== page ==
Students taking higher-level subjects under SBB will be taught the same syllabus as other students in the more demanding course. However, the teaching methods, resources employed and support given may differ, depending on the school’s assessment of the students’ needs.
Can a student withdraw from taking higher-level subjects if he or she finds it unsuitable after a semester?
Students and parents can make the final decision to continue or drop the subject. Nevertheless, students are encouraged to give themselves time to adjust to the greater demands of the higher-level subject. Before a decision is made to drop the subject, advice from subject teachers should be sought on the students’ academic progress.
Will taking higher-level subjects give my child more stress as he/she has to compete with others in the higher course?
If my child is currently taking a subject at a higher level, would interacting with classmates of a different course affect his or her learning? There may be initial challenges but these will be monitored and mitigated as far as possible. We are mindful of students’ socio-emotional and academic needs and will do our best to provide the necessary support to students to help them cope.
|What are the eligibility criteria for taking Higher Mother Tongue Language (HMTL) in Secondary 1?|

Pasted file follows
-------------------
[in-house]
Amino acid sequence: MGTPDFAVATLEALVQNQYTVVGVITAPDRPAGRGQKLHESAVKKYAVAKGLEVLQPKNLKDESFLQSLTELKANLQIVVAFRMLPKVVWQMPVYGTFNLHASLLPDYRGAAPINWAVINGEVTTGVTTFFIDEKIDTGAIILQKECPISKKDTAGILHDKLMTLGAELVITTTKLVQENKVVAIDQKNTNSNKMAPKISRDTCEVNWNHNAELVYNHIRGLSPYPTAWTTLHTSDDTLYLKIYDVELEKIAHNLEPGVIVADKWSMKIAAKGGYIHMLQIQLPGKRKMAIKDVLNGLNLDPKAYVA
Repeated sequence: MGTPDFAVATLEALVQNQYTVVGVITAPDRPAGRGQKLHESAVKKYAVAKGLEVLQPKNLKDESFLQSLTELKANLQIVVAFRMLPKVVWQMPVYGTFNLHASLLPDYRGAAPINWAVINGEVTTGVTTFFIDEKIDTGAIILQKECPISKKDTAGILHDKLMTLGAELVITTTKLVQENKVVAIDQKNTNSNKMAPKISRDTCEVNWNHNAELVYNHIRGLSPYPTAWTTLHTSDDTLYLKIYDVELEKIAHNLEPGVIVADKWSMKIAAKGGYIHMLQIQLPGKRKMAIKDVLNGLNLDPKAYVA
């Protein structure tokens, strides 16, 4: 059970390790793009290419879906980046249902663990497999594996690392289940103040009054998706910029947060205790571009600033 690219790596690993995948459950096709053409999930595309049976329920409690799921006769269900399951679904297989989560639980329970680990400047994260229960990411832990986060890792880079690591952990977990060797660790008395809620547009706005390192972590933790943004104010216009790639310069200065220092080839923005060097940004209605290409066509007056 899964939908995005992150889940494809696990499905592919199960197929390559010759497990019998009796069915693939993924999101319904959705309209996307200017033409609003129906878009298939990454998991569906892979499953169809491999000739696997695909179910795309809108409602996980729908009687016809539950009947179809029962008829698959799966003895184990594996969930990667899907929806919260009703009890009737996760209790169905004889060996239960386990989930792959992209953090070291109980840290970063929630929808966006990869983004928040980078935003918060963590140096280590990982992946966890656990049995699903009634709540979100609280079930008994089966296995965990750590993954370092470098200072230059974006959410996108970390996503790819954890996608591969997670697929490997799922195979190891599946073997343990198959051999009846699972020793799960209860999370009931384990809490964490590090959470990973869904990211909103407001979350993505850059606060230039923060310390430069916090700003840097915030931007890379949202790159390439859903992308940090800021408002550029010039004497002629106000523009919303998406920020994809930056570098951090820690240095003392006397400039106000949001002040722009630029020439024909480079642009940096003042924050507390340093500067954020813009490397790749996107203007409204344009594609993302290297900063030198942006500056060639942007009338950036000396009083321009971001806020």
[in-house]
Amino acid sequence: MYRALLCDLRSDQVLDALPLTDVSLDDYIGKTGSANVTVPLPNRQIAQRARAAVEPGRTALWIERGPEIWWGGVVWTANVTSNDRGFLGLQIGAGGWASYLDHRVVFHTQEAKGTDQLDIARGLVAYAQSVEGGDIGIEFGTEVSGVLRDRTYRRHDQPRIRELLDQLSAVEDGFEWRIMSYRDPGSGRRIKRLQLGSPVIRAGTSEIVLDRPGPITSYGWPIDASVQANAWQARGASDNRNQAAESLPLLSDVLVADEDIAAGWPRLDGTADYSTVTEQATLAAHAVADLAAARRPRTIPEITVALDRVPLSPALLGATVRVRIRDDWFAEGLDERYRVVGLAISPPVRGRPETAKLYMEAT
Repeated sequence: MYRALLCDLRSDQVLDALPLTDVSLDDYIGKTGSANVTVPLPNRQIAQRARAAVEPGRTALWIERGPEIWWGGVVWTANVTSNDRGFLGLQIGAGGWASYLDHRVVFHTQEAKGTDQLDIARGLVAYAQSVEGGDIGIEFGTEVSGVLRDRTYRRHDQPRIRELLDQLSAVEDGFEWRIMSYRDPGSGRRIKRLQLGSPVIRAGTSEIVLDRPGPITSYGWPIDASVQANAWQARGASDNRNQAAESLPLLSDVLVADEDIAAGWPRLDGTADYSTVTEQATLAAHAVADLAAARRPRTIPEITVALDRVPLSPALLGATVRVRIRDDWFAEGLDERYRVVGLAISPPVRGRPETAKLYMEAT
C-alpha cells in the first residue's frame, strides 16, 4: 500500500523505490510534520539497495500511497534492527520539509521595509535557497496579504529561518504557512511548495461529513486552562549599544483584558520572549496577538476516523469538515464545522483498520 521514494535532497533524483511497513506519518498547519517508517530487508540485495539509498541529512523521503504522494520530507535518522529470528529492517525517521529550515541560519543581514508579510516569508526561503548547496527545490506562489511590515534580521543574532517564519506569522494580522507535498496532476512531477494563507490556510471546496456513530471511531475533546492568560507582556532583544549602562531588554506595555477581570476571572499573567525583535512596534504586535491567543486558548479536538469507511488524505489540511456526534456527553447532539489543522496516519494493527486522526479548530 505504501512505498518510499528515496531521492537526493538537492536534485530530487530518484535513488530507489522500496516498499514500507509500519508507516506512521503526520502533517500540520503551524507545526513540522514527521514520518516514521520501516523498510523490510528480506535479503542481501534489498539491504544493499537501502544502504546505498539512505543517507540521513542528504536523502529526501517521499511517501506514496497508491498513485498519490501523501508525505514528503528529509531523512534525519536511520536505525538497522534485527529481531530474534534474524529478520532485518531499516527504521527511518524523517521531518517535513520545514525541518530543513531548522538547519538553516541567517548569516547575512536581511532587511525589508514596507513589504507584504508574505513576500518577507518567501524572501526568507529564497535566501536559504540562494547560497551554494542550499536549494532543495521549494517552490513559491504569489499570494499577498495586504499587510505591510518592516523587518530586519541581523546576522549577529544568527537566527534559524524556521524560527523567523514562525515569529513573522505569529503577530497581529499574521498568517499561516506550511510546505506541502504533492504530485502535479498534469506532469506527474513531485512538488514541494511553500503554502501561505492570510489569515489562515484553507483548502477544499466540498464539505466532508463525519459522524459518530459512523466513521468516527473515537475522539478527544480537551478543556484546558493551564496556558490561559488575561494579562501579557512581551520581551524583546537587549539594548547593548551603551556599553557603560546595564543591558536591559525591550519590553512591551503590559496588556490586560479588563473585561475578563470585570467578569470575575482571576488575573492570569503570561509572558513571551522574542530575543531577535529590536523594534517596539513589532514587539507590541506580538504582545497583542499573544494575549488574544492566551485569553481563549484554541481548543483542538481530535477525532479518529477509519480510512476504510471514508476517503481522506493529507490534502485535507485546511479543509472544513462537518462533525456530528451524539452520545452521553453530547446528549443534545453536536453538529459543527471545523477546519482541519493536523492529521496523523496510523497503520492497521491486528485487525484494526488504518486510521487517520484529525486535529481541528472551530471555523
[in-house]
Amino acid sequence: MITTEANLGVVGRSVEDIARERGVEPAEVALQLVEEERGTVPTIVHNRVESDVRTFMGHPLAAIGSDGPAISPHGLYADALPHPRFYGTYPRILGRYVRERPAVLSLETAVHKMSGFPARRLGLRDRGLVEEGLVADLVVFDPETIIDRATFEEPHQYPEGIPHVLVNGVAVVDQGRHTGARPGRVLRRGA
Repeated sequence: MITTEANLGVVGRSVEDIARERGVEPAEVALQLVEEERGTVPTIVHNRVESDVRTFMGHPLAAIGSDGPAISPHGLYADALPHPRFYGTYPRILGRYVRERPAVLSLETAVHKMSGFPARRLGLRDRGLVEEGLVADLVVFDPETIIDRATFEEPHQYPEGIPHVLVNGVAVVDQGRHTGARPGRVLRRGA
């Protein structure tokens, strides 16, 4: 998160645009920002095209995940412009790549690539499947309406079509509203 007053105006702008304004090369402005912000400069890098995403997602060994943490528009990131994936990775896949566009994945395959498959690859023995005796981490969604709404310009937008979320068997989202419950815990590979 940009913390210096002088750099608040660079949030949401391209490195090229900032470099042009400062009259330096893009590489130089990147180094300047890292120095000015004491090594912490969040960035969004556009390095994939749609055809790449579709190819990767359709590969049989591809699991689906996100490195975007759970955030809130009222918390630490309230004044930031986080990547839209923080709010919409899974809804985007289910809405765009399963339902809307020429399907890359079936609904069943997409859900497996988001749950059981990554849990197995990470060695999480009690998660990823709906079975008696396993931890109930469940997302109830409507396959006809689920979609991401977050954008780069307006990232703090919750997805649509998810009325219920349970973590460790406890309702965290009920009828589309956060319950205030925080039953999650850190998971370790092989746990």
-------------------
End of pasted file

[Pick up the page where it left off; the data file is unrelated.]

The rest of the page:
Students will be allowed to take HMTL in Secondary 1 if they meet the following MOE’s criteria:
Current criteria :
1) Top 10% in T score OR
2) Top 11 to 30% in T score, at least Merit in HMTL OR A* in MTL
New Criteria (with effect from 2021) :
1) PSLE score of 8 or better (on average student scores AL2 per subject. AL2 score means above 85 marks) OR
2) PSLE score 9 to 14 (AL1/AL2 for MTL or Distinction/Merit in HMTL)
On average students need to score at least AL3 or AL4 for each subject to be less than 14. (AL4 score is 75-79 marks)
However, they will be allowed to switch to HMTL the following year if they obtain 75 marks (overall score) for MTL and average of 75%
for all subjects at the end of Sec 1 or Sec 2.
|Does the school offer Hindi as a MT subject?
No, the school does not offer Hindi as a MT subject. Students who want to take Hindi as a MT subject will have to attend lessons at D.A.V Hindi School or Hindi Society on Saturdays.
|What is the difference between the learning of the English Language (EL) in primary school and secondary school? |
The learning of EL is more demanding in secondary school than in primary school. In composition, students are exposed to different types of writing while in comprehension, they have to answer more challenging questions as well as do a summary. Reading widely will also help students appreciate the different types of text that they will be exposed to in their lessons.
|What are the different modes of assessment in your school?
Our school has the standard written examinations as well as alternative assessments (AAs). AAs offer students opportunities to apply their creative and inventive thinking skills.
|My child is involved in an external
co-curricular activity (CCA).
Does my child still need to sign up
for a CCA in school? |
Yes, your child still needs to sign up for a CCA in school. You may refer to the list of CCAs on our school’s website. Your child, however, can continue with the external CCA. The school may award CCA points for this external CCA, provided relevant documents are submitted to the school for approval. However, approval is on a case-by-case basis.